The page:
Fred Tieken

Marilyn HawkesApril 2016
Share This

Artist Fred Tieken’s work springs from social commentary and the farcical aspects of modern culture – that, and his progression from Illinois farm boy to touring rock ‘n’ roll saxophonist, singer and bandleader during the 1950s. Tieken, 80, also draws from his years as a recording studio owner and creative director of a top Chicago design firm. About five years ago, Tieken’s health declined and he was faced with dialysis three to four times a week. Luckily, his wife Gail turned out to be a perfect kidney donor match. Just before the surgery, Tieken “got the bug” to start painting. The self-taught artist paints canvases that explode with colorful images, witty text and biting cultural observations. At last count, he’s produced about 260 paintings and shown at myriad galleries nationwide. In late 2015, he and Gail opened the Tieken Gallery on the property of their Paradise Valley home.

What is your artistic process?

I wake up in the middle of the night to sketch. Other times I’ll have a title or a keyword [or phrase] like “A backbiter and an ass kisser walked into a bar.” I come up with the name and then paint it. A lot of painters paint several paintings at the same time, but I just allow for one painting and play with it until it’s done. And then I’ll start another one.

What kind of paint do you use?

I paint with acrylic. I like a lot of texture and make sure that I use good quality paint because it will lay down a lot better. Sometimes I’ll sneak a little oil in and sometimes even a little house paint, whatever’s handy. I like to experiment a lot. I paint on cardboard sometimes and usually end up mounting it to a canvas. I like my paintings thick and texturized. You can get that really easy with oil, but I like acrylic paint because I don’t have much patience. I can’t wait for it to dry.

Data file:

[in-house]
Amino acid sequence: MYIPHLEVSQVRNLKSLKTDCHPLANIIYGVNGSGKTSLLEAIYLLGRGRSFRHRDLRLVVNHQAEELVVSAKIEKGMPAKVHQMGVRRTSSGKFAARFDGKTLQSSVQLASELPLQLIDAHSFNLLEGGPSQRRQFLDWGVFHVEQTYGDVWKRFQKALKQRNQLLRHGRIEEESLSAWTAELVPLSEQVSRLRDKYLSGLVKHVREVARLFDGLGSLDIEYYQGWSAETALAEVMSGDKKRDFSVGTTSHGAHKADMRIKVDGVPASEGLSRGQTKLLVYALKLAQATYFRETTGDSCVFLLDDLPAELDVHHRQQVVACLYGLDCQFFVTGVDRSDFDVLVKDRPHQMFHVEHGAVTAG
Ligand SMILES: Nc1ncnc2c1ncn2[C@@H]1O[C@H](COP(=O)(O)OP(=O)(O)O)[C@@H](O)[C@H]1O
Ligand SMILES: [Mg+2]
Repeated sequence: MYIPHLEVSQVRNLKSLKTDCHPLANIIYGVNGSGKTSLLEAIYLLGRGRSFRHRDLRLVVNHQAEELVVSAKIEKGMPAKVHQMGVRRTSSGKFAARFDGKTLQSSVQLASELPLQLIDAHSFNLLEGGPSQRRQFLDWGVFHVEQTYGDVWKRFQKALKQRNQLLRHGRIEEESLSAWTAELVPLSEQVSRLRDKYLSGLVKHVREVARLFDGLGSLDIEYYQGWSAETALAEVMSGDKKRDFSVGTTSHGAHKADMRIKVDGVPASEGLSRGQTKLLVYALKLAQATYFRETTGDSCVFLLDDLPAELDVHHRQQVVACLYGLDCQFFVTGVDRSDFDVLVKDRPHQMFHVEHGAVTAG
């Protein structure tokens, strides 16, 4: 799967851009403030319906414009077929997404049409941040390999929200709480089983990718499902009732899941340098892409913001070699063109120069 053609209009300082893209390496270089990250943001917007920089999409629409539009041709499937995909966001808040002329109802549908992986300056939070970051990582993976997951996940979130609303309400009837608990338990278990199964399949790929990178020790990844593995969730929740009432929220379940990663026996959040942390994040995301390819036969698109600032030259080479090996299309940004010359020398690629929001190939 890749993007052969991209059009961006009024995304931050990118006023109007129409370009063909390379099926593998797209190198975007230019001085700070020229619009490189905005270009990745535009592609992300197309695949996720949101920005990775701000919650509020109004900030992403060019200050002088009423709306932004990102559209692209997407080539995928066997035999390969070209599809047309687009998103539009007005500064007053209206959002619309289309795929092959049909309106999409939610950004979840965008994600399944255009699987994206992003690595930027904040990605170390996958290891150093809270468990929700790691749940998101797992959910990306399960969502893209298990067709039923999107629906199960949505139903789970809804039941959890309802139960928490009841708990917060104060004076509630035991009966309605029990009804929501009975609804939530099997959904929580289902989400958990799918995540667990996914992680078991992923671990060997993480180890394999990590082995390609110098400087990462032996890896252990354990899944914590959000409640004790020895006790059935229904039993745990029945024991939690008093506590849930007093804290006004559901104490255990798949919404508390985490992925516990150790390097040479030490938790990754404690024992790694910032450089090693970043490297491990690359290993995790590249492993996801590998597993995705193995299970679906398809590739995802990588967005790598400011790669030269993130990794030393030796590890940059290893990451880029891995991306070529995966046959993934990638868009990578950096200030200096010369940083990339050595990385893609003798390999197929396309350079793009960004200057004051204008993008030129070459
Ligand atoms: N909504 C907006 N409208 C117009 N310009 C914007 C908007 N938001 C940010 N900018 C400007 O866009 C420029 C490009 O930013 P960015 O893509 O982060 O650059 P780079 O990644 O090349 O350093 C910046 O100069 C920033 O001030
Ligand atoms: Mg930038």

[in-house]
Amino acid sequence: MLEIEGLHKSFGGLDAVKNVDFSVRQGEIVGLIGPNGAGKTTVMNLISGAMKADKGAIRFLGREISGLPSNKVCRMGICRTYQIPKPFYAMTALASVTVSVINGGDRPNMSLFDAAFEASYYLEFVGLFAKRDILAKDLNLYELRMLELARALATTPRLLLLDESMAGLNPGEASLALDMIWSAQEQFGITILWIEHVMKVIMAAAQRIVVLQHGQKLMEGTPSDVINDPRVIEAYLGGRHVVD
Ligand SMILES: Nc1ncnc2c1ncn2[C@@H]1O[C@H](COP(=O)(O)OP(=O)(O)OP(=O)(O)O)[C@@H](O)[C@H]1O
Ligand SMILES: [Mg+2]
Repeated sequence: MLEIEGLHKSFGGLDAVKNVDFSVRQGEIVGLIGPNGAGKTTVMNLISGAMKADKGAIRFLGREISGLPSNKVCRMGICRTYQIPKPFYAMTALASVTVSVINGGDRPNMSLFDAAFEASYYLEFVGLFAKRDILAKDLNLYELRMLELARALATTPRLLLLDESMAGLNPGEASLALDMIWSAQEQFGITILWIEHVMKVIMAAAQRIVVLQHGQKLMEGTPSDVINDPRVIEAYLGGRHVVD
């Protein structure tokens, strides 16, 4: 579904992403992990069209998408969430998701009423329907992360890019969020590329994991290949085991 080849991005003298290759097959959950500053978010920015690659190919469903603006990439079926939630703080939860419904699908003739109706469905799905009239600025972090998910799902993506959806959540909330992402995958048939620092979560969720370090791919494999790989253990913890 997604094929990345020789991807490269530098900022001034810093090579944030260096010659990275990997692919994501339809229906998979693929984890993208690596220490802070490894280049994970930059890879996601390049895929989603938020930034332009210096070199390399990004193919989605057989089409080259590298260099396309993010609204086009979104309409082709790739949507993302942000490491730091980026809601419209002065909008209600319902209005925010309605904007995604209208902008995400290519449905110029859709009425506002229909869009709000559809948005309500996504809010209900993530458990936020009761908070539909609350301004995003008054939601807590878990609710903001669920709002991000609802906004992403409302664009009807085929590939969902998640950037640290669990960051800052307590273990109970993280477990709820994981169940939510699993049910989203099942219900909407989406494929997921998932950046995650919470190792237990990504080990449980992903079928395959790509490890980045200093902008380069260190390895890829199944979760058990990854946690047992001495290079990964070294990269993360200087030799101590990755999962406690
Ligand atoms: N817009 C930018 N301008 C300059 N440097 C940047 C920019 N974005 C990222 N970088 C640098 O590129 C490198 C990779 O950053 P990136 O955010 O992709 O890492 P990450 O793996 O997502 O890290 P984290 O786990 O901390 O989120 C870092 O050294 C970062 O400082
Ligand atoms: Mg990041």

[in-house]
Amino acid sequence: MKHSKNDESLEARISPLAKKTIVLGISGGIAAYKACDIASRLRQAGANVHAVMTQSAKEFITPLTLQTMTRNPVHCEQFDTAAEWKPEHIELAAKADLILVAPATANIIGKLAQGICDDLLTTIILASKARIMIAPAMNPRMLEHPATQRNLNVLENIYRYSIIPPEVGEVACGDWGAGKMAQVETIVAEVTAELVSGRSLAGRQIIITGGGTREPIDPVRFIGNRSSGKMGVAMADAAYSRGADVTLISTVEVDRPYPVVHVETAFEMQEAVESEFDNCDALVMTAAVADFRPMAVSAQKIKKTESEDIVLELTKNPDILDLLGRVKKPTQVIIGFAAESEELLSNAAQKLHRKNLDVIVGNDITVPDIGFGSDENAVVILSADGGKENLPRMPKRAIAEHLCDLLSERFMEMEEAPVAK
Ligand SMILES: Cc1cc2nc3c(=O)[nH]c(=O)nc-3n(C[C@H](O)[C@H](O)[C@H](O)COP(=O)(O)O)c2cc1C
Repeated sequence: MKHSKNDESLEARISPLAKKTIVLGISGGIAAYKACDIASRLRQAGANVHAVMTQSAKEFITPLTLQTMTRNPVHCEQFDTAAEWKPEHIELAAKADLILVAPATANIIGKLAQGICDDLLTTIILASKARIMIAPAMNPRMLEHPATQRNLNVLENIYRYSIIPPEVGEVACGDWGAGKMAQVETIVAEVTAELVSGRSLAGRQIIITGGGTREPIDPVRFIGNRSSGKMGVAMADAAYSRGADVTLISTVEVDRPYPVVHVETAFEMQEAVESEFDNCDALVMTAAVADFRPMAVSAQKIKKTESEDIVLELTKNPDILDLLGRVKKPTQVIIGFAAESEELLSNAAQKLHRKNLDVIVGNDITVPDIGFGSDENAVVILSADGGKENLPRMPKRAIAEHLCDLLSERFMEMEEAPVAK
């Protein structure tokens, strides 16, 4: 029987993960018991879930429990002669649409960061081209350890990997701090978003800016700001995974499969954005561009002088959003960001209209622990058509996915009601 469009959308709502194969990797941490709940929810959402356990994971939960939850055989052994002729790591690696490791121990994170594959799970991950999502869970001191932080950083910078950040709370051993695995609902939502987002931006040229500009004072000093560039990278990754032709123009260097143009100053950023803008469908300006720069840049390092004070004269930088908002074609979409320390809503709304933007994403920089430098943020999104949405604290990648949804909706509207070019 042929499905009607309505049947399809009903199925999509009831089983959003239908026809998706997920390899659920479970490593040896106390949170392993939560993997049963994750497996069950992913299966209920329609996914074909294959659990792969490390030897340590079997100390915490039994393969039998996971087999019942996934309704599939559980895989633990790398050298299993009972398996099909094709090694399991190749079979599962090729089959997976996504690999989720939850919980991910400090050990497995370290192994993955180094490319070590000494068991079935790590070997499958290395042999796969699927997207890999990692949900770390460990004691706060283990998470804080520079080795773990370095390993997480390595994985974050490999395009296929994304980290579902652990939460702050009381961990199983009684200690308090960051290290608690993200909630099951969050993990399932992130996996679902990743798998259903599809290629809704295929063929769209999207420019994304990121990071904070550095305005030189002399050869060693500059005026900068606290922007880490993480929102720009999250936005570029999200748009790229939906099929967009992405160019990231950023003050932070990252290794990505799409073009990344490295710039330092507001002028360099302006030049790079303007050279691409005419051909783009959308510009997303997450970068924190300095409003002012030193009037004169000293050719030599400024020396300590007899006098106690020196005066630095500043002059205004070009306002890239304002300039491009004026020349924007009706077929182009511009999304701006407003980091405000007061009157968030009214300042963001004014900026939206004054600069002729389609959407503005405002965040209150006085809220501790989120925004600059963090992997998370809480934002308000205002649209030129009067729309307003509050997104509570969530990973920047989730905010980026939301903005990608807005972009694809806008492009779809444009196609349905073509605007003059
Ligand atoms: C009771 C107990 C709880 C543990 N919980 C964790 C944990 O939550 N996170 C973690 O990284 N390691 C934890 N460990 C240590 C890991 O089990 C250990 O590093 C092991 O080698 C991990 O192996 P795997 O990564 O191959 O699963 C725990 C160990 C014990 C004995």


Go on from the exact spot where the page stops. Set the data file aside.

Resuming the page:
How long does it usually take you to finish a painting?

That varies a lot. If I get that groove, I can get one out in a day or two. But sometimes the smallest size will take a week and then I’ll go back and look at it and it’s not working, so I’ll white it all out and start again. When I was a graphic designer I had to stay so clean, everything had a lot of white space, the message clear and quick, and I’m revolting against all that. I think outside the lines. 

What’s your favorite story from the road as a rock musician?

In the early days we used our cars and pulled trailers. We were heading down the road, going to Iowa for some gig, and there were probably a dozen cars from our hometown following us. It was snowing and I’m sure it was 10 below zero at least. We looked out the side window and there was our trailer going alongside of us. It went down into a big ditch. The whole gang of people coming behind us drove right on past. All the equipment worked, except my saxophone got all bent up. We were playing at a high school so I made an announcement to see if anybody had a key to the music room. Someone had a beginner’s sax and somehow we honked our way through that show.

For more than 50 years, PHOENIX magazine's experienced writers, editors, and designers have captured all sides of the Valley with award-winning and insightful writing, and groundbreaking report and design. Our expository features, narratives, profiles, and investigative features keep our 385,000 readers in touch with the Valley's latest trends, events, personalities and places.